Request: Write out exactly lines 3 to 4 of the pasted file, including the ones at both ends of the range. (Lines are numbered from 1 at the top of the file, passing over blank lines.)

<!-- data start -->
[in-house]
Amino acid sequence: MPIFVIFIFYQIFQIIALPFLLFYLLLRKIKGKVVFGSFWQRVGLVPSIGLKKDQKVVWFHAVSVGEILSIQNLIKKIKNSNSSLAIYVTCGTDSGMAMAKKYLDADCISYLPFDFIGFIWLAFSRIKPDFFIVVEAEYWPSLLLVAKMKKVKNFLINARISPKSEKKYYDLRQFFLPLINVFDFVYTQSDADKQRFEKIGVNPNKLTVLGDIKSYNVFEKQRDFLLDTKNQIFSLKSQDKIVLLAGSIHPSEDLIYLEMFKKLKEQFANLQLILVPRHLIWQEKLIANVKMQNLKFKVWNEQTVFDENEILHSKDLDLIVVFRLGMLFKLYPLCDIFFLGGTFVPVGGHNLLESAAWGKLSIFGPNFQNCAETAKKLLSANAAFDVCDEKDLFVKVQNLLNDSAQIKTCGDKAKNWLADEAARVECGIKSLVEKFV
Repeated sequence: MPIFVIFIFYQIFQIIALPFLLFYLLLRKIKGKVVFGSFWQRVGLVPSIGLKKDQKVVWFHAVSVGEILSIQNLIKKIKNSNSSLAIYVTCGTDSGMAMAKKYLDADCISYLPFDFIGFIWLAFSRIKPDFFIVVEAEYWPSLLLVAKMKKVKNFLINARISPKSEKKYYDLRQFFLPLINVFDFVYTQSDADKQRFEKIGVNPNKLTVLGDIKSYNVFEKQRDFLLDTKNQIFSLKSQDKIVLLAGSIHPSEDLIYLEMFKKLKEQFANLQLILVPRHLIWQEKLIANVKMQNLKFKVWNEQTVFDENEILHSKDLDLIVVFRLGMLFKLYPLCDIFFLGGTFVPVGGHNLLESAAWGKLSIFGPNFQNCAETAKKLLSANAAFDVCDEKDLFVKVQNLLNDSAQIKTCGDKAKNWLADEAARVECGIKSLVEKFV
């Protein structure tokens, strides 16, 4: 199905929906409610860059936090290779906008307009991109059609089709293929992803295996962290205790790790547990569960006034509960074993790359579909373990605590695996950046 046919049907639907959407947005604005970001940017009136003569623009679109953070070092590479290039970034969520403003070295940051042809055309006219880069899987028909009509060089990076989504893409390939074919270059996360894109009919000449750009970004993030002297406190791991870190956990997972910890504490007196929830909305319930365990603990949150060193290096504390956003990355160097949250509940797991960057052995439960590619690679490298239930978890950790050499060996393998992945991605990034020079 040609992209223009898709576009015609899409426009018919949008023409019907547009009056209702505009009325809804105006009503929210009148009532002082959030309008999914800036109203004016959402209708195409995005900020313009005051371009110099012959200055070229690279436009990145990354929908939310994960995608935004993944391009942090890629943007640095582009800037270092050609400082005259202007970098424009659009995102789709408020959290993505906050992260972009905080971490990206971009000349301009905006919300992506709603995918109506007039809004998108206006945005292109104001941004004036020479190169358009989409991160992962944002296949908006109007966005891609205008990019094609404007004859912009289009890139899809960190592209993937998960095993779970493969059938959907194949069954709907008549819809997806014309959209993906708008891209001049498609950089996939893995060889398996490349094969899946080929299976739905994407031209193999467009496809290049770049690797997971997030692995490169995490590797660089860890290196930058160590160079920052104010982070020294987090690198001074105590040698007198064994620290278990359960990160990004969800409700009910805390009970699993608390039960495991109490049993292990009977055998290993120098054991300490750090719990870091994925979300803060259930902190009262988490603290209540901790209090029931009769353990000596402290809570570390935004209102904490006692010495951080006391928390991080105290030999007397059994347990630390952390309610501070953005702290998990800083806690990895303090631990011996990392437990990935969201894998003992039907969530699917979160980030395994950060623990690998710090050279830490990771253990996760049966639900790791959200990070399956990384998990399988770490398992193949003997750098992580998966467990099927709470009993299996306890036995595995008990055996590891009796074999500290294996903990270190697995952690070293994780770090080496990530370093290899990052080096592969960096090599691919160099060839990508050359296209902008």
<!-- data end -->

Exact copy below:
Repeated sequence: MPIFVIFIFYQIFQIIALPFLLFYLLLRKIKGKVVFGSFWQRVGLVPSIGLKKDQKVVWFHAVSVGEILSIQNLIKKIKNSNSSLAIYVTCGTDSGMAMAKKYLDADCISYLPFDFIGFIWLAFSRIKPDFFIVVEAEYWPSLLLVAKMKKVKNFLINARISPKSEKKYYDLRQFFLPLINVFDFVYTQSDADKQRFEKIGVNPNKLTVLGDIKSYNVFEKQRDFLLDTKNQIFSLKSQDKIVLLAGSIHPSEDLIYLEMFKKLKEQFANLQLILVPRHLIWQEKLIANVKMQNLKFKVWNEQTVFDENEILHSKDLDLIVVFRLGMLFKLYPLCDIFFLGGTFVPVGGHNLLESAAWGKLSIFGPNFQNCAETAKKLLSANAAFDVCDEKDLFVKVQNLLNDSAQIKTCGDKAKNWLADEAARVECGIKSLVEKFV
């Protein structure tokens, strides 16, 4: 199905929906409610860059936090290779906008307009991109059609089709293929992803295996962290205790790790547990569960006034509960074993790359579909373990605590695996950046 046919049907639907959407947005604005970001940017009136003569623009679109953070070092590479290039970034969520403003070295940051042809055309006219880069899987028909009509060089990076989504893409390939074919270059996360894109009919000449750009970004993030002297406190791991870190956990997972910890504490007196929830909305319930365990603990949150060193290096504390956003990355160097949250509940797991960057052995439960590619690679490298239930978890950790050499060996393998992945991605990034020079 040609992209223009898709576009015609899409426009018919949008023409019907547009009056209702505009009325809804105006009503929210009148009532002082959030309008999914800036109203004016959402209708195409995005900020313009005051371009110099012959200055070229690279436009990145990354929908939310994960995608935004993944391009942090890629943007640095582009800037270092050609400082005259202007970098424009659009995102789709408020959290993505906050992260972009905080971490990206971009000349301009905006919300992506709603995918109506007039809004998108206006945005292109104001941004004036020479190169358009989409991160992962944002296949908006109007966005891609205008990019094609404007004859912009289009890139899809960190592209993937998960095993779970493969059938959907194949069954709907008549819809997806014309959209993906708008891209001049498609950089996939893995060889398996490349094969899946080929299976739905994407031209193999467009496809290049770049690797997971997030692995490169995490590797660089860890290196930058160590160079920052104010982070020294987090690198001074105590040698007198064994620290278990359960990160990004969800409700009910805390009970699993608390039960495991109490049993292990009977055998290993120098054991300490750090719990870091994925979300803060259930902190009262988490603290209540901790209090029931009769353990000596402290809570570390935004209102904490006692010495951080006391928390991080105290030999007397059994347990630390952390309610501070953005702290998990800083806690990895303090631990011996990392437990990935969201894998003992039907969530699917979160980030395994950060623990690998710090050279830490990771253990996760049966639900790791959200990070399956990384998990399988770490398992193949003997750098992580998966467990099927709470009993299996306890036995595995008990055996590891009796074999500290294996903990270190697995952690070293994780770090080496990530370093290899990052080096592969960096090599691919160099060839990508050359296209902008």